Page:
I sit here in bed this morning frustrated. I’ve been taking the antibiotic, Cephalexin, and 800 mg of Ibruprofen as an anti-inflammatory now since Saturday morning faithfully, and although I’m feeling a bit better, can’t seem to shake the overall fatigue. I know I’m probably expecting too much too soon—the story of my life—but I’m just really getting sick of being sick! Yesterday it seemed to take everything out of me just to post on my blog, bring in some firewood, let the dogs out and do a few dishes. I wound up back on the couch, out of breath, feeling like I’d just swam the English Channel. It’s ridiculous. I mean, I know I’m not a spring chicken anymore, but I’m not feeble neither. Who would’ve thought something as relatively simple as an oral infection and headaches associate with TMJ Joint Disorder could be this debilitating?
I suppose I could blame part of it on stress and the weather. I haven’t exactly been Polly-Positive lately, and the weather has been less than cheerful. It’s all around me now, as I sit here in my flannel nightshirt, with my fleece, top sheet and down comforter pulled up and wrapped snugly around my chest. I catch the flashes of lightening razor across the darkened, morning sky through parted blinds. I feel the rumble of thunder move through me as it breaks. I see the images of destruction left behind from the recent swarm of tornados on the morning news, and a familiar fear overtakes me. Am I safe?
It’s not just that I get concerned in bad weather, but rather I am truly terrified by it. To be more exact, it’s storms and tornados that I fear. Crazy for someone who’s lived in the Midwest her whole life, huh? I should be used to it by now, right? Well, that’s precisely why. My mother was a worrier. I am my mother’s daughter.
Truth be known, as I’ve stated before, my mother suffered from a chemical imbalance. I suspect she was bi-polar and probably had a mild, panic disorder too. Back then, of course, she wasn’t diagnosed with such, but rather just had typical mood swings and bouts with mild depression. I, being the youngest and far removed from my other siblings in age, had the wonderful burden of carrying this crazy woman’s madness alone, and experienced firsthand what it could do to someone. Is it any wonder I’m so jacked up? One of her greatest fears was…you guessed it…bad weather.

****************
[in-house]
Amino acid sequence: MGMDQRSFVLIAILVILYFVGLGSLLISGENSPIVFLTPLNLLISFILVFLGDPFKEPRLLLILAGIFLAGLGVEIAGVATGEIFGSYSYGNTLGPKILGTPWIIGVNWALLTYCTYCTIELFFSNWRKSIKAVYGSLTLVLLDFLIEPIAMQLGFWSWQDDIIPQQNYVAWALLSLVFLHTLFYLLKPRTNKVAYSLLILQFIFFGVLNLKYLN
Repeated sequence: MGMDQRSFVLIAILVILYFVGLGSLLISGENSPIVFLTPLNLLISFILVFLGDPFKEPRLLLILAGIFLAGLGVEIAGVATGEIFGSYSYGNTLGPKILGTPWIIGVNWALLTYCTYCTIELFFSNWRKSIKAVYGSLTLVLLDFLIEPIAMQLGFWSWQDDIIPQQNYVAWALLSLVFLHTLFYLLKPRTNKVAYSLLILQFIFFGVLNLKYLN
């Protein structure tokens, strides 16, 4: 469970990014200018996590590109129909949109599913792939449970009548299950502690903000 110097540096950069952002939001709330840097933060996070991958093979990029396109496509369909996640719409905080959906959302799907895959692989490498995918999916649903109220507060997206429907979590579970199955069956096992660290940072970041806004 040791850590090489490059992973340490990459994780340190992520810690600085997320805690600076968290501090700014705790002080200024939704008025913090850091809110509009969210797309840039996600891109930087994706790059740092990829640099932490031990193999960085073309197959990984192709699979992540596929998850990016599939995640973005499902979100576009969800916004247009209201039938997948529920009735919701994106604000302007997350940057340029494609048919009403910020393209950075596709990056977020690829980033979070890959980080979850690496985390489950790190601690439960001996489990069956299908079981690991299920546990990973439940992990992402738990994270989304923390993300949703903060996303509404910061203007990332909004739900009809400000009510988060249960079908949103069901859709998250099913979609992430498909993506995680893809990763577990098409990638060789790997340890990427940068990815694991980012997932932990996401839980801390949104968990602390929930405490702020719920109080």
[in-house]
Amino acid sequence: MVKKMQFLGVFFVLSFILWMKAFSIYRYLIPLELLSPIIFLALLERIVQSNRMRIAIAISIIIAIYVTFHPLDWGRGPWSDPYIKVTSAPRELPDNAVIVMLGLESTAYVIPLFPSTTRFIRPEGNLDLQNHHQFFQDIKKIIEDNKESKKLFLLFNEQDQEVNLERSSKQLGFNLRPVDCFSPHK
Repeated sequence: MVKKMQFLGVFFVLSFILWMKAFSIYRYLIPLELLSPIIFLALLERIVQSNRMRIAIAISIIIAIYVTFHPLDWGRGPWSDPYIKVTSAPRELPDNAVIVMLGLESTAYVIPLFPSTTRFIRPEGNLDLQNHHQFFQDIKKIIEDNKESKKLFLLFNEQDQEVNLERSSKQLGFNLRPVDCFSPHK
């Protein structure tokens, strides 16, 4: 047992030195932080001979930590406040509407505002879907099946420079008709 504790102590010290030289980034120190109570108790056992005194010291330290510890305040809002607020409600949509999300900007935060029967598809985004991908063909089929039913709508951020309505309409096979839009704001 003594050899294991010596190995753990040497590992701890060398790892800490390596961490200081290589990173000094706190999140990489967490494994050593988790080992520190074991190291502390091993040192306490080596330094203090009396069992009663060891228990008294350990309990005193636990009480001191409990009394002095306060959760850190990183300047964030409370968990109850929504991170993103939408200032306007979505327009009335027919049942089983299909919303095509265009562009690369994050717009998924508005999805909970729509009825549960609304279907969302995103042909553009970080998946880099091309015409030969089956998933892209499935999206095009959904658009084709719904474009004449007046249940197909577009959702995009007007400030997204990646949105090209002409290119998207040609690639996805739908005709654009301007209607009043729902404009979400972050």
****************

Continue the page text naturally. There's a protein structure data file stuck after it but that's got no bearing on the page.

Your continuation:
My father had a desk job at the Union Pacific in an office not far from our home while I was growing up. He put in his 40 hours there during the week, and also worked part-time evenings working as a courier for Purolator. This meant other than having barely enough time to quickly down a bowl of chili or something after one job and before the other, he was seldom home. I don’t remember my mother minding it much, and it was a part of my life early on so I didn’t know any different to be bothered. The two of us simply bade time together, watched television in the evening, and I crawled in bed with her at ten, waiting for my father to get home and have to carry me to my own. There together on mommy and daddy’s, big bed, in the room I thought so special because everything was ‘off limits’ to me, my mother and I would sit under the antique, framed print of a baptismal pool in a Garden of Eden-type setting that hung on the wall at the head of their bed, she would fold my little hands in hers, and we’d recite our nightly prayers, always asking God to watch over daddy. On bad weather nights these prayers would turn to pleas, as I watched her wring her hands together in worry, pace the floors, and fill the ashtray with cigarette butts. I always knew when it was really bad, because we would do these things in the SW corner of the basement. I learned when I was very young to be terrified of thunder, lightening, and tornados. Daddy was the wisest, strongest, most important man I knew back then; in my mind he could fix anything. But I knew even he was not tough enough to control or fix that. Knowing this made me in awe of its power and fear it. I have to wonder now how many hours my mother wasted on this unnecessary worry. As you might’ve surmised, bad weather didn’t take daddy. The big C did. I guess cancer is even tougher than tornados.